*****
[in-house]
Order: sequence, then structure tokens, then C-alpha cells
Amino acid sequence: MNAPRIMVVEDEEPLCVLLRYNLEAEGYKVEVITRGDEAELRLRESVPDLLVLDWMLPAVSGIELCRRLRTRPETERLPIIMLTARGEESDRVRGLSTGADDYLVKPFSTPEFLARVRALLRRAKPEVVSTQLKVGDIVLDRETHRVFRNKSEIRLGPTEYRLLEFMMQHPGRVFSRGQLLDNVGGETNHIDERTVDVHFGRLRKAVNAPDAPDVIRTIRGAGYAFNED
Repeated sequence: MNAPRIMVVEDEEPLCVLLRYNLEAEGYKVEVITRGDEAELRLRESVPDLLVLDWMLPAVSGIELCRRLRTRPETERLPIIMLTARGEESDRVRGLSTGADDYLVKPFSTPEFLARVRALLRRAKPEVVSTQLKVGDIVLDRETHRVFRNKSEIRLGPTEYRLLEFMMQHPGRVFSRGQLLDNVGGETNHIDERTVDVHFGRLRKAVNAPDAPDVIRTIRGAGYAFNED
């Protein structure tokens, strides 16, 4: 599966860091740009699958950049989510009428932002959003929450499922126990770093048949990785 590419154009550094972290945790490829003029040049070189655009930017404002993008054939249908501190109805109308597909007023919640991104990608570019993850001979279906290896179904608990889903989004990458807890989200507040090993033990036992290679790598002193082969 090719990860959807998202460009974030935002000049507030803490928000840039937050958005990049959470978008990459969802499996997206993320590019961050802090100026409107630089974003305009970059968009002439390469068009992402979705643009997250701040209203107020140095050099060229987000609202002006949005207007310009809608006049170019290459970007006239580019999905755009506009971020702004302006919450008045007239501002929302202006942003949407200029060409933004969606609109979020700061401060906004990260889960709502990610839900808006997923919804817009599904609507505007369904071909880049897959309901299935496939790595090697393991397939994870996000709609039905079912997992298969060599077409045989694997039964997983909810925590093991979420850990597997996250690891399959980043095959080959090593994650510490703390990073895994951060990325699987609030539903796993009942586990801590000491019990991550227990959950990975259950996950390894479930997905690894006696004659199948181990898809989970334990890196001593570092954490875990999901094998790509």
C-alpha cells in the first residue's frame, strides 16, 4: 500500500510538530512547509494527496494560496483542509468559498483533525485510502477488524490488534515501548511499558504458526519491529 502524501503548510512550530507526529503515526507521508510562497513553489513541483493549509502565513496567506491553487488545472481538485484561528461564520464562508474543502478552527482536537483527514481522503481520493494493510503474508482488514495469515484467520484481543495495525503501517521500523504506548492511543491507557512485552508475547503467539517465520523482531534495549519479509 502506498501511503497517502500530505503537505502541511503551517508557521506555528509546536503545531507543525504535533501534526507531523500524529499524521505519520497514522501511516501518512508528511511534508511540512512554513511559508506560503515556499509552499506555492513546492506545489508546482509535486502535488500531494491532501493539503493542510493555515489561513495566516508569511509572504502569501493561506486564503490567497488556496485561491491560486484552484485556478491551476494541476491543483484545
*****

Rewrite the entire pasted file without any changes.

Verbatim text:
[in-house]
Order: sequence, then structure tokens, then C-alpha cells
Amino acid sequence: MNAPRIMVVEDEEPLCVLLRYNLEAEGYKVEVITRGDEAELRLRESVPDLLVLDWMLPAVSGIELCRRLRTRPETERLPIIMLTARGEESDRVRGLSTGADDYLVKPFSTPEFLARVRALLRRAKPEVVSTQLKVGDIVLDRETHRVFRNKSEIRLGPTEYRLLEFMMQHPGRVFSRGQLLDNVGGETNHIDERTVDVHFGRLRKAVNAPDAPDVIRTIRGAGYAFNED
Repeated sequence: MNAPRIMVVEDEEPLCVLLRYNLEAEGYKVEVITRGDEAELRLRESVPDLLVLDWMLPAVSGIELCRRLRTRPETERLPIIMLTARGEESDRVRGLSTGADDYLVKPFSTPEFLARVRALLRRAKPEVVSTQLKVGDIVLDRETHRVFRNKSEIRLGPTEYRLLEFMMQHPGRVFSRGQLLDNVGGETNHIDERTVDVHFGRLRKAVNAPDAPDVIRTIRGAGYAFNED
């Protein structure tokens, strides 16, 4: 599966860091740009699958950049989510009428932002959003929450499922126990770093048949990785 590419154009550094972290945790490829003029040049070189655009930017404002993008054939249908501190109805109308597909007023919640991104990608570019993850001979279906290896179904608990889903989004990458807890989200507040090993033990036992290679790598002193082969 090719990860959807998202460009974030935002000049507030803490928000840039937050958005990049959470978008990459969802499996997206993320590019961050802090100026409107630089974003305009970059968009002439390469068009992402979705643009997250701040209203107020140095050099060229987000609202002006949005207007310009809608006049170019290459970007006239580019999905755009506009971020702004302006919450008045007239501002929302202006942003949407200029060409933004969606609109979020700061401060906004990260889960709502990610839900808006997923919804817009599904609507505007369904071909880049897959309901299935496939790595090697393991397939994870996000709609039905079912997992298969060599077409045989694997039964997983909810925590093991979420850990597997996250690891399959980043095959080959090593994650510490703390990073895994951060990325699987609030539903796993009942586990801590000491019990991550227990959950990975259950996950390894479930997905690894006696004659199948181990898809989970334990890196001593570092954490875990999901094998790509």
C-alpha cells in the first residue's frame, strides 16, 4: 500500500510538530512547509494527496494560496483542509468559498483533525485510502477488524490488534515501548511499558504458526519491529 502524501503548510512550530507526529503515526507521508510562497513553489513541483493549509502565513496567506491553487488545472481538485484561528461564520464562508474543502478552527482536537483527514481522503481520493494493510503474508482488514495469515484467520484481543495495525503501517521500523504506548492511543491507557512485552508475547503467539517465520523482531534495549519479509 502506498501511503497517502500530505503537505502541511503551517508557521506555528509546536503545531507543525504535533501534526507531523500524529499524521505519520497514522501511516501518512508528511511534508511540512512554513511559508506560503515556499509552499506555492513546492506545489508546482509535486502535488500531494491532501493539503493542510493555515489561513495566516508569511509572504502569501493561506486564503490567497488556496485561491491560486484552484485556478491551476494541476491543483484545